abstract = "{\circledC} 2015 American Society for Nutrition. Background: Iron deficiency is common in overweight and obese individuals. This deficiency may be due to adiposity-related inflammation that increases serum hepcidin and decreases dietary iron absorption. Because hepcidin reduces iron efflux from the basolateral enterocyte, it is uncertain whether luminal enhancers of dietary iron absorption such as ascorbic acid can be effective in overweight and obese individuals. Objective: In this study, we compared iron absorption from a meal with ascorbic acid (+AA) and a meal without ascorbic acid (2AA) in women in a normal-weight group (NW) with those in overweight and obese groups combined (OW/OB). Design: Healthy, nonanemic women [n = 62; BMI (in kg/m2): 18.5- 39.9] consumed a stable-isotope-labeled wheat-based test meal 2AA and a wheat-based test meal +AA (31.4 mg ascorbic acid). We measured iron absorption and body composition with the use of dual-energy X-ray absorptiometry, blood volume with the use of a carbon monoxide (CO)-rebreathing method, iron status, inflammation, and serum hepcidin. Results: Inflammatory biomarkers (all P , 0.05) and hepcidin (P = 0.08) were lower in the NW than in the OW/OB. Geometric mean (95{\%} CI) iron absorptions in the NW and OW/OB were 19.0{\%} (15.2{\%}, 23.5{\%}) and 12.9{\%} (9.7{\%}, 16.9{\%}) (P = 0.049), respectively, from -AA meals and 29.5{\%} (23.3{\%}, 38.2{\%}) and 16.6{\%} (12.8{\%}, 21.7{\%}) (P = 0.004), respectively, from +AA meals. Median percentage increases in iron absorption for 2AA to +AA meals were 56{\%} in the NW (P , 0.001) and 28{\%} in OW/OB (P = 0.006). Serum ferritin [R2 = 0.22; b = 20.17 (95{\%} CI: 20.25, 20.09)], transferrin receptor [R2 = 0.23; b = 2.79 (95{\%} CI: 1.47, 4.11)], and hepcidin [R2 = 0.13; b = 20.85 (95{\%} CI: 21.41, 20.28)] were significant predictors of iron absorption. Conclusions: In overweight and obese women, iron absorption is two-thirds that in normal-weight women, and the enhancing effect of ascorbic acid on iron absorption is one-half of that in normalweight women. Recommending higher intakes of ascorbic acid (or other luminal enhancers of iron absorption) in obese individuals to improve iron status may have a limited effect. This trial was registered at clinicaltrials.gov as NCT01884506.",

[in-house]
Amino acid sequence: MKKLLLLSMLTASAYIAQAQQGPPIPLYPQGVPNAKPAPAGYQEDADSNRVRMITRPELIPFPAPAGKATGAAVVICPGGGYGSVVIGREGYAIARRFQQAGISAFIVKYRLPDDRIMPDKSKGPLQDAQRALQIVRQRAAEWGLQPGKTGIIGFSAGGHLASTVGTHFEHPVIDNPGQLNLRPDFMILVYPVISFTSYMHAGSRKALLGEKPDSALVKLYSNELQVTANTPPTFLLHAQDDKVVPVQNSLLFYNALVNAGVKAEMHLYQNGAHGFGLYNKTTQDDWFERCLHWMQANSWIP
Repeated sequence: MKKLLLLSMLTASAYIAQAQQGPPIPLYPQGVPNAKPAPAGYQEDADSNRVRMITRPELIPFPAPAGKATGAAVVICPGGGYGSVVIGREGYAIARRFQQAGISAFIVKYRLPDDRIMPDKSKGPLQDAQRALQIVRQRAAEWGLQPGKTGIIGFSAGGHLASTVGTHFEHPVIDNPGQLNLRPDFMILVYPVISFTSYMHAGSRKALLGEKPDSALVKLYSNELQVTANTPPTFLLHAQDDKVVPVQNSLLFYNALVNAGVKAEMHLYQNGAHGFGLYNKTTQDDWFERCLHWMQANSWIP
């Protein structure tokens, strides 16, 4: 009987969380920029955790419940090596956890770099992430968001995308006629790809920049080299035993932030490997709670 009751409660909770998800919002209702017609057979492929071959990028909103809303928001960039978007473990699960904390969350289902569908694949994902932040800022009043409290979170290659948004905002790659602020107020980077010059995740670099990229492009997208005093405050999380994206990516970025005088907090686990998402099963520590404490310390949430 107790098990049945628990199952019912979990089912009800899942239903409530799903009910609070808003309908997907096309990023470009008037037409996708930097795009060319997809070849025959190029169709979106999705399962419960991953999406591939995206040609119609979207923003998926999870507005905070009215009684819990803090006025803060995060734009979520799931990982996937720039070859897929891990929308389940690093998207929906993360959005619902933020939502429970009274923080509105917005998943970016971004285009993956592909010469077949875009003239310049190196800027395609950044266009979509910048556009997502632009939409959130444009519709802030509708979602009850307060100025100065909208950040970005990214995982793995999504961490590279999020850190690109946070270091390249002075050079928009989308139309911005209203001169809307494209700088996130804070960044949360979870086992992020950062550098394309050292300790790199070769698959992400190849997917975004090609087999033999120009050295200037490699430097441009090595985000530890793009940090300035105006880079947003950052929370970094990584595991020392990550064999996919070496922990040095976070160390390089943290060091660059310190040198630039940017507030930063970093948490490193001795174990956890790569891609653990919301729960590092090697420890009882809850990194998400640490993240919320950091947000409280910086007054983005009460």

author = "Cepeda-Lopez, {Ana C.} and Alida Melse-Boonstra and Zimmermann, {Michael B.} and Isabelle Herter-Aeberli",
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language = "English",
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pages = "1389--1397",
journal = "American Journal of Clinical Nutrition",
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In overweight and obese women, dietary iron absorption is reduced and the enhancement of iron absorption by ascorbic acid is one-half that in normal-weight women. / Cepeda-Lopez, Ana C.; Melse-Boonstra, Alida; Zimmermann, Michael B.; Herter-Aeberli, Isabelle.

In: American Journal of Clinical Nutrition, Vol. 102, No. 6, 01.12.2015, p. 1389-1397.

Research output: Contribution to journalArticle

TY - JOUR

T1 - In overweight and obese women, dietary iron absorption is reduced and the enhancement of iron absorption by ascorbic acid is one-half that in normal-weight women

AU - Cepeda-Lopez, Ana C.

AU - Melse-Boonstra, Alida

AU - Zimmermann, Michael B.

AU - Herter-Aeberli, Isabelle

PY - 2015/12/1

Y1 - 2015/12/1